Ahhh…. This is a good book for escapist decompressing, but…. a wee bit over the top with a seriously disabled FBI vet (as well as astro-physicist, professor and novel writer) going in for chasing down a bunch of run amok and sadistic bomb-makers. I didn’t really expect what I got because I thought it was going to be a standard procedural or who-done-it. The blurbs about the Guggenheim intrigued me. Ha! This is far more wreckage-creating and action oriented than most contemporary thrillers – the ones I’ve read anyway.
******* Under Pressure By Robert Pobi 2020 / (448 pages) Read by Will Damron – 11h 37m Lucas Page series #2 *******
Anyway – grab your map of New York City (the small Google map with restaurants and hotels will do) because the bomber strikes here and there across the boroughs as well as one place a bit upstate. This is to say nothing of the investigations being located in various places. Oh and btw, it’s Halloween so there are kids out and a few extra costumes.
But the writing is great for a thriller, the characters are good except for the lead good-guy, who stands out as being seriously disabled, brilliant, defiant and has a rather high proclivity for defiance and risk-taking. He stays completely sympathetic though.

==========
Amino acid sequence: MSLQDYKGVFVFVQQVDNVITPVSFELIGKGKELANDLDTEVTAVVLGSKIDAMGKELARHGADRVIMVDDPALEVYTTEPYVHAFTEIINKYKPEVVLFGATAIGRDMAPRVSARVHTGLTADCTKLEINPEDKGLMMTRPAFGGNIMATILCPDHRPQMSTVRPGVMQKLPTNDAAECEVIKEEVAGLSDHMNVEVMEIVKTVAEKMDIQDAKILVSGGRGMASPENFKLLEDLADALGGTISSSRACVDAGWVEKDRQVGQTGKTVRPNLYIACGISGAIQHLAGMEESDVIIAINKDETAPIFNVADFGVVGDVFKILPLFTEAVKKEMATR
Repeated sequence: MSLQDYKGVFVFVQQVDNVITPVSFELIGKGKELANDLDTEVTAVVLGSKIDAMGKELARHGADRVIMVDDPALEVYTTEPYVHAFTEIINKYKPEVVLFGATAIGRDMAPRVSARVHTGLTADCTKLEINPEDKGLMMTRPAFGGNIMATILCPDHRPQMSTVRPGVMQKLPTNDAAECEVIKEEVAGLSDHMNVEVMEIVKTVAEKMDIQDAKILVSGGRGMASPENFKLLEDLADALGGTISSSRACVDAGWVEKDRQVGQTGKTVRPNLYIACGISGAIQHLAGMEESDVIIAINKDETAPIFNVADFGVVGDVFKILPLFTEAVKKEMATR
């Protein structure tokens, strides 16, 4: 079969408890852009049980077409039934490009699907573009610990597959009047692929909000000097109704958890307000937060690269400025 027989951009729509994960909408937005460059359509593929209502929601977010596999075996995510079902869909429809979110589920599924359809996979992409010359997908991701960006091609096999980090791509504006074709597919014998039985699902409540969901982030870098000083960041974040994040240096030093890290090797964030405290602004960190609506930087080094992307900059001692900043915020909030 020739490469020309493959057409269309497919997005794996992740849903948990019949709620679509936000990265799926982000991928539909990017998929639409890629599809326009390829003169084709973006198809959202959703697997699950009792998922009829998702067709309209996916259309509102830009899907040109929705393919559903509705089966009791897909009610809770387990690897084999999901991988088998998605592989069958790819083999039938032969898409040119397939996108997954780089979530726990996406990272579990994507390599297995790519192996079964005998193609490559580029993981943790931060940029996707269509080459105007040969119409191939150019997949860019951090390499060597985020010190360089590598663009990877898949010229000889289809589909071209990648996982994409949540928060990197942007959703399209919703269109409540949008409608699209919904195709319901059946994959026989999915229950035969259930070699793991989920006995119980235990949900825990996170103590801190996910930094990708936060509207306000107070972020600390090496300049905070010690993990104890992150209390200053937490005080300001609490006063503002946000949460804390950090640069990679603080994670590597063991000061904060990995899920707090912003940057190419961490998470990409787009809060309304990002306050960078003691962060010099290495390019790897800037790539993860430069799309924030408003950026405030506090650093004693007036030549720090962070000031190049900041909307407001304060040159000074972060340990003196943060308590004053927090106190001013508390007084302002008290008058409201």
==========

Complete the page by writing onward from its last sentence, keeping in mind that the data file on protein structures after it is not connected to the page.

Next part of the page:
To jump kick the plot there’s a Guggenheim blast which kills 700 people. And the investigation of that gets going quickly into a midnight-oil burning, page-turner. It’s all very contemporary and high tension, but definitely fiction. New York City and its crazies are out not excluding either the lowlife or the highly placed. After the Guggenheim mess there’s the old Western Union building and internet hub and various and sundry blasts after them.
Lucas Page is an astro-physicist, a bestselling author and a university professor. Also, he’s about 1/2 bionic (as we used to say), thanks to a tragic accident. He also works, as consultant at least, for the FBI because what he does, well, one thing he does, is he sees events and go back a few seconds in time to automatically comprehend whatever math is involved and then project what just happened, like wondering where a bullet came from so he instantly calculates the trajectory.
Another thing he does seems like reading minds, but it’s simply reading the expressions and body language and using awareness and logic on all the clues a savvy 21st century Sherlock Holmes might put together. The book gets deeply into his doing until it seems like sci-fi/fantasy super-powers but I don’t think so – he’s just extraordinarily talented at picking up on causes where most of us see only effects. He’s also married to a medical doctor and together they have adopted 5 children and live in a luxurious semi-estate as well as an apartment in Manhattan – this is mostly only good for an overarching plot line holding a series together.
If you enjoy thrillers this is a good one. I’ll probably get the next one in the series but I’m not going back to catch the first one because the narrator for that one is horrible. This reader, Will Damron, is great.